Single-serving pizzas are also made on naan and include varieties such as Beef Bulgogi, Chicken Chipotle, Margarita, Firecracker, Pepperoni, Hawaiian Ham, BLT, and Chicken Alfredo. The pizzas cook in two minutes and 30 seconds, made fresh in front of customers.
Salads include Chili Lime Chicken, Chicken Caesar, Greek Chicken and Turkey Club. “We also cut pieces of naan bread and put it on the side for them,” Dhillon said.
The breakfast menu features a number of sandwiches on English muffins or croissants, including Eggs Benedict; Egg White, Spinach and Cheese; and Steak and Egg.
Street Corner also features a robust grab-and-go selection, all of which is made inside the store, packaged and placed in the grab-and-go case. Sandwiches include Tuna, Chicken Salad, Egg Salad and Turkey and Cheese.
“We’re making everything that’s in our grab-and-go case fresh on the property — even our salads, fruit salads, fruit cups and parfaits,” Dhillon noted.
The Urban Markets and the Fuel Stations feature the full menu, while the Express stores feature the grab-and-go menu only. The Express stores don’t have a kitchen to prepare the items, so grab-and-go items are delivered from other Street Corner stores.
Street Corner features online ordering, in-app ordering, delivery through partnerships with third-party apps and curbside pickup.
The Street Corner app is powered by eHungry. Street Corner also has plans to launch a special catering menu through ezcater.com.
Coffee is a big focus for the chain, too, and it’s looking to stand out with its organic fair-trade coffee.
“Our Express stores have self-serve, organic coffee and a traditional coffee bar,” Dhillon said.
Urban Market and Fuel Station stores will have the option of adding a full-service barista coffee program. Most of the newer Urban Markets currently feature the program, including the one opening in Clovis, Calif., a store at the University of California San Diego, and one that is set to open in Hermosa Beach, Calif.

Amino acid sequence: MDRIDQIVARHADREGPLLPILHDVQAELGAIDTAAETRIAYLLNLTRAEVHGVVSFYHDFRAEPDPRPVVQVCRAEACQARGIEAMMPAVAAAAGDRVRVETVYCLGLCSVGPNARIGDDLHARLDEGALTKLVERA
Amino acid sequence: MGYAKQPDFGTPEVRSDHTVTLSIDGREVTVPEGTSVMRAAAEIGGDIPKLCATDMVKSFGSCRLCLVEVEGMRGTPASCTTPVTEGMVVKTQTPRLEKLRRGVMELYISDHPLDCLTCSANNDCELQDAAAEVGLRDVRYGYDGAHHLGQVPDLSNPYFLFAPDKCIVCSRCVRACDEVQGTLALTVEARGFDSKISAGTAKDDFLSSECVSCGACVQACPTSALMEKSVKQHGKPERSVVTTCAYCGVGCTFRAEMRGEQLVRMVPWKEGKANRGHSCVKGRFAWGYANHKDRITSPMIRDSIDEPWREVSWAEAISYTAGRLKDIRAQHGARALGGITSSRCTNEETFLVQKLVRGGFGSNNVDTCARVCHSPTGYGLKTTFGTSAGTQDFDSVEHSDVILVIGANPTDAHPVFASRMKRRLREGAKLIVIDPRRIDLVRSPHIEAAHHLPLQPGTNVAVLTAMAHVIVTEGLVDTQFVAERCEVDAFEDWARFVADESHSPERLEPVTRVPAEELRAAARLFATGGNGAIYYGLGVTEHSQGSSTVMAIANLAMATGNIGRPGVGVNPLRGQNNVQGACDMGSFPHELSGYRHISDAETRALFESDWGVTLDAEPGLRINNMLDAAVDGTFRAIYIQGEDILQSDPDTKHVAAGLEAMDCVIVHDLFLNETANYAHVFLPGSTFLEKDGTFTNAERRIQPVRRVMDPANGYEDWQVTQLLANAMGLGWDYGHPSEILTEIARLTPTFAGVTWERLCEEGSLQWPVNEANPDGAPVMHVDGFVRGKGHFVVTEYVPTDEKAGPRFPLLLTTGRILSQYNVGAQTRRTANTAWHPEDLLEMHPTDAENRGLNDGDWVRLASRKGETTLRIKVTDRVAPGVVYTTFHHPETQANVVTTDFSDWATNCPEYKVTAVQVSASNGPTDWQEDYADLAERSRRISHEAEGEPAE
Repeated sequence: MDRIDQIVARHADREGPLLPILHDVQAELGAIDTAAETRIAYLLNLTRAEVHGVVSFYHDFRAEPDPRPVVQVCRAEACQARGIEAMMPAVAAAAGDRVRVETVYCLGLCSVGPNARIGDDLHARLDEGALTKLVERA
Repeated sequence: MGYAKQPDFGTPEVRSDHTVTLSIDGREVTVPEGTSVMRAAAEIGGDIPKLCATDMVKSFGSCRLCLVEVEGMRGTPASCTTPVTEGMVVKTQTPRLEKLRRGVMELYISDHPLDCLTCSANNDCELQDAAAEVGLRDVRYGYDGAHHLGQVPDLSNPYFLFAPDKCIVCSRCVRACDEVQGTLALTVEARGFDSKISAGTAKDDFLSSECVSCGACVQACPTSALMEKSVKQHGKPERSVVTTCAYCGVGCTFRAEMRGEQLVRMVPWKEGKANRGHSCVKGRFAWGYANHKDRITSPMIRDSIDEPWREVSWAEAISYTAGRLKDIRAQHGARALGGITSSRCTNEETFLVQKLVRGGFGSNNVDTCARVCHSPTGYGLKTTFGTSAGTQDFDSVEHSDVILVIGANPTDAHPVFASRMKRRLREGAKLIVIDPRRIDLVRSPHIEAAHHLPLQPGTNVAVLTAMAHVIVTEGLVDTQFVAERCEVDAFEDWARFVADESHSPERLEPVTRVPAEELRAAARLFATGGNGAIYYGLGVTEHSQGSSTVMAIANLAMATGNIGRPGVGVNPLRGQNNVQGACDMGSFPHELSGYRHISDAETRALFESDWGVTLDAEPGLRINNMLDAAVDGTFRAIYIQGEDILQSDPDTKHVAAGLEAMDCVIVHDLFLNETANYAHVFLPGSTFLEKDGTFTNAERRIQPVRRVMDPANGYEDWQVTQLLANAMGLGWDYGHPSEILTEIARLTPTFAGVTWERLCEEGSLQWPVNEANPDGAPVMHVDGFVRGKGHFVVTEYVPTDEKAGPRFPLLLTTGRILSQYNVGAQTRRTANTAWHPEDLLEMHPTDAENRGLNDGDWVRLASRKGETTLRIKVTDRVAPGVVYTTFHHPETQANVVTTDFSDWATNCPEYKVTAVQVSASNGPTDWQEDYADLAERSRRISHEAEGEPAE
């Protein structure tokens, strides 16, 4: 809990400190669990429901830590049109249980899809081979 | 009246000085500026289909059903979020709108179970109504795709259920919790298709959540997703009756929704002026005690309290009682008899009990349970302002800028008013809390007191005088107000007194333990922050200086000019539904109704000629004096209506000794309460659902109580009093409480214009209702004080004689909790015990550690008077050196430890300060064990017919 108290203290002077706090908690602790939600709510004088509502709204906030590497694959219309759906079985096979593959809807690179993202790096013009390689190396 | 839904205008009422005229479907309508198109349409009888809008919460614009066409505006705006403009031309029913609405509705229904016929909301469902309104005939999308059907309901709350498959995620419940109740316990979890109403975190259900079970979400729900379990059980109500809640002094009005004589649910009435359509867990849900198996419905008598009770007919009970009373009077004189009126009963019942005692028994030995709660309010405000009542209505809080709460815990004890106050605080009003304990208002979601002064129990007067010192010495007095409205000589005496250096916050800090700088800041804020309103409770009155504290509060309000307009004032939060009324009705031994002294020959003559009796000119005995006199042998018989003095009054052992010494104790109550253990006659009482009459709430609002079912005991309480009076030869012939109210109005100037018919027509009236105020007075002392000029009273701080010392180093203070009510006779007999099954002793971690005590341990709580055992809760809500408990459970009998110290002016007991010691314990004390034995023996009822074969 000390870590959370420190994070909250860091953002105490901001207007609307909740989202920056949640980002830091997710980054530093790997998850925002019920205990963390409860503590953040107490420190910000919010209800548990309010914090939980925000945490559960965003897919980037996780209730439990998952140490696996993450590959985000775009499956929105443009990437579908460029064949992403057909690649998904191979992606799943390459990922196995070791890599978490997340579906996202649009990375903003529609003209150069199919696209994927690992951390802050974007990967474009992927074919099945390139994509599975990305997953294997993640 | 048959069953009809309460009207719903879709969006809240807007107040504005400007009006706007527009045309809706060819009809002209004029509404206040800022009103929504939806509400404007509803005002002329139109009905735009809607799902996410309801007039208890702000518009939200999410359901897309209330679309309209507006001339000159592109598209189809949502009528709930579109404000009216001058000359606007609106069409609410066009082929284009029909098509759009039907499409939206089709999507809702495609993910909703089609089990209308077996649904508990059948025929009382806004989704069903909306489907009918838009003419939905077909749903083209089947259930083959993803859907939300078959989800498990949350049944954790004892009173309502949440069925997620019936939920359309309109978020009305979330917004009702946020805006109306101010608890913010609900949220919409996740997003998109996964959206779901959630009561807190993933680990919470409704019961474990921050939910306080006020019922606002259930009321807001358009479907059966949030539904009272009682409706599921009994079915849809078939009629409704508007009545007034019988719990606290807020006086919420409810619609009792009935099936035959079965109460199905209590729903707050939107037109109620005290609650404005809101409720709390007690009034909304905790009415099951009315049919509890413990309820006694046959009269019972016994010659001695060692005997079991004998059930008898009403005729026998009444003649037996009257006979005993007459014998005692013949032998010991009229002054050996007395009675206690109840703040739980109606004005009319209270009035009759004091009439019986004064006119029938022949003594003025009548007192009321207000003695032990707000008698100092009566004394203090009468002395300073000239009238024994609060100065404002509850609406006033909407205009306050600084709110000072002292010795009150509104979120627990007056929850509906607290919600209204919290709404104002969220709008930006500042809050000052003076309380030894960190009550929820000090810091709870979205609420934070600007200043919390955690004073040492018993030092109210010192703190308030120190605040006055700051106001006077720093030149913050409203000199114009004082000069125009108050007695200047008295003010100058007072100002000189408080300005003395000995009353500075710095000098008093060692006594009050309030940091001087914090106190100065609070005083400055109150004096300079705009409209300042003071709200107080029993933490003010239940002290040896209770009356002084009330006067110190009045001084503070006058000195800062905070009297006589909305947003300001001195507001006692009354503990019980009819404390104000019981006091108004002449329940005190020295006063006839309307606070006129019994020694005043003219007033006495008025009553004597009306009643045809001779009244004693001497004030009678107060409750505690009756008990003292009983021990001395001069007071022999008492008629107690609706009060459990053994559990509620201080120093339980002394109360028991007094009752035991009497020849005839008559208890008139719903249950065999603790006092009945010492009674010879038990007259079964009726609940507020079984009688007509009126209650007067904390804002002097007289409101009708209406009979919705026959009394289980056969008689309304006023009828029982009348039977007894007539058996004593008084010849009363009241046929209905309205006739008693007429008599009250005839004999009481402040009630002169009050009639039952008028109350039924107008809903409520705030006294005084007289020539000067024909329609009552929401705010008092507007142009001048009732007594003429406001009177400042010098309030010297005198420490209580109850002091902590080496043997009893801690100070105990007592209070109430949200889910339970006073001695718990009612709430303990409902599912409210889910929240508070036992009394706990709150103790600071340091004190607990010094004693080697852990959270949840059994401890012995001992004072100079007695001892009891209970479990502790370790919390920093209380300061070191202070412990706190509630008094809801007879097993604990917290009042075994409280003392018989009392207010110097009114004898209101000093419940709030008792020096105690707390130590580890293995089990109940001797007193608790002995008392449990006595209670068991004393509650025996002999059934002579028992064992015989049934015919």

“The only reason we didn’t do it in (our newest) South Dakota store is because coffee wasn’t a big focal point for that demographic,” Dhillon said.
The Merced, Calif., location is the first Fuel Station to feature the barista program.
The Aberdeen, S.D., store is unique in that it features both a casino — a popular trend for gas stations in South Dakota — and a bar called Mulligans.
“The owner of the property used to operate a restaurant. They converted the property into a Street Corner, and they had the licensing rights to sell on-site alcohol,” he said.
The bar features Street Corner’s new food menu.
Technology is an important focus for the chain, from the cashierless Express stores to the order-at-the pump technology to the self-checkout kiosks, which are currently available in the four newest stores.
“The key thing is, we can turn our point-of-sale (POS) systems on and off to do self-checkout or full-service. If it’s a slow day, and I’m short an employee, I can convert my POS — one of them — into a self-checkout just by the click of a button,” Dhillon said.
Street Corner is developing a points-based Street Corner Rewards program. Currently, the company features a coffee club program where every seventh cup is free.
Electric-vehicle (EV) charging stations are being added to stores on the West Coast.
“If you look at our stores, we are small, we’re new, we’re urban, we’re fresh. We give that young vibe,” Dhillon said. “We reinvented ourselves, and we’re seeing a new generation of franchisees — the millennial generation — is coming in.”
Street Corner aspires to have one c-store in every major U.S. city and offers a flexible option for franchisees.
The chain is now examining how it can help upgrade existing stores and help them grow sales, engaging one-on-one with franchisees weekly. For example, it’s upgrading inventory management and back-office systems and digitizing daily checklists.
“We’re actually dissecting each store, looking at their sales data, comparing them to last week’s sales,” Dhillon explained. “We’re asking, ‘How can we help you?’ and working with the franchisees in a partnership instead of dictating what they have to do. If they have an idea, we want to hear it, and I think that’s one thing a lot of franchises don’t do.”
As he steers Street Corner into the future, Dhillon’s goal is both simple and ambitious: “I want to perfect the system in the franchising world.”